Now, repeat after me “I’m smart, I’m beautiful, I’m funny and doggone it – people like me.” – Stuart Smalley.

Jillian Michaels is a New York Times best-selling author, a trainer and the life coach on the NBC hit series The Biggest Loser, and the star of the NBC show Losing It With Jillian.

Her DVDs, Yoga Meltdown, 30-Day Shred, No More Trouble Zones, and Banish Fat Boost Metabolism, are consistently top sellers on Amazon. In addition, she has two video games — Jillian Michaels’ Fitness Ultimatum 2009 and Jillian Michaels’ Fitness Ultimatum 2010. Her website is JillianMichaels.com

 

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RESOLVING CONFLICTS IN RELATIONSHIPS

Posted by Dress for Success Midwest Professional Women's Group on October 8, 2010

Ground Rules:

Can you agree to the following?

___ Some conflict is normal and to be expected.
___ Each partner is entitled to their own unique perspective.
___ Each partner can only control their 50% of the interactions.
___ Its acceptable to attack the problem, but not the person.

How To INTERRUPT the Old Patterns by using “R-C-L” :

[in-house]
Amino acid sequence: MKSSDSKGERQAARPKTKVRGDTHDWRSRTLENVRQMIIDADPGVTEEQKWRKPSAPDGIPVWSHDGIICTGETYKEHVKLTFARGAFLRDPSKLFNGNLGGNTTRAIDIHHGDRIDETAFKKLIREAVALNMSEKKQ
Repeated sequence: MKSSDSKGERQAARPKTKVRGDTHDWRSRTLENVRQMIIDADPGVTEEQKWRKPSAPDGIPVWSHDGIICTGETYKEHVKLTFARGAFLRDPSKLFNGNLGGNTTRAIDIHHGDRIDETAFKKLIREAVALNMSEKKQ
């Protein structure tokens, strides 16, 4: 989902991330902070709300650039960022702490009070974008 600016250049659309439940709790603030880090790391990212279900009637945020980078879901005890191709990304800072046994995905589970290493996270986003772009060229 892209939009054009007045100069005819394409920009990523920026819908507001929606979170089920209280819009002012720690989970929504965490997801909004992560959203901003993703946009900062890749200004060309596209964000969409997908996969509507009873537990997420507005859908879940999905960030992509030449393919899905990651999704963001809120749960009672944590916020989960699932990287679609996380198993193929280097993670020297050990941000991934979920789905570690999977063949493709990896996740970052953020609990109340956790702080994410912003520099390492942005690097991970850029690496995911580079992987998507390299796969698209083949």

RESPECT

Try to demonstrate respect at all times, and at 2 levels:
Non-verbally: by maintaining eye contact, turning off any distractions, and trying to appear interested.
Verbally: waiting your turn to talk.

LISTEN

If in doubt on what to do or say, resort to LISTENING. You can always respond later.
Listening does not mean you agree, but rather that you are at least trying to receive the message.
Attempt to understand the message by listening on 2 levels: with your head, and with your heart.

CHOOSE (how you respond)

Don’t just react! You can take some time to think and reflect before giving any response.
If conflict is escalating into the danger zone, call a time-out and get apart for a few minutes.
It is better to delay than to destroy.
Stay focused on the (one) topic.
Make your point and stop! Going on and on reduces the chances of being heard.
Details will only pollute your point.
Using unfair tactics may feel effective in the moment, but work against any real problem solving.
Use “I” messages instead of “You” messages: i.e., “I felt____, when you ____.”
This identifies your feelings and concerns, yet acknowledges you take responsibility for your own feelings. Saying, “You made me feel ___,” says the other person is responsible for making you feel so-and-so. This is never true, since we are responsible for how we choose to interpret a comment. It is a common cognitive mistake. This response will always put the other person on the defensive.

RESOLUTION may only come with time, not during one particular battle.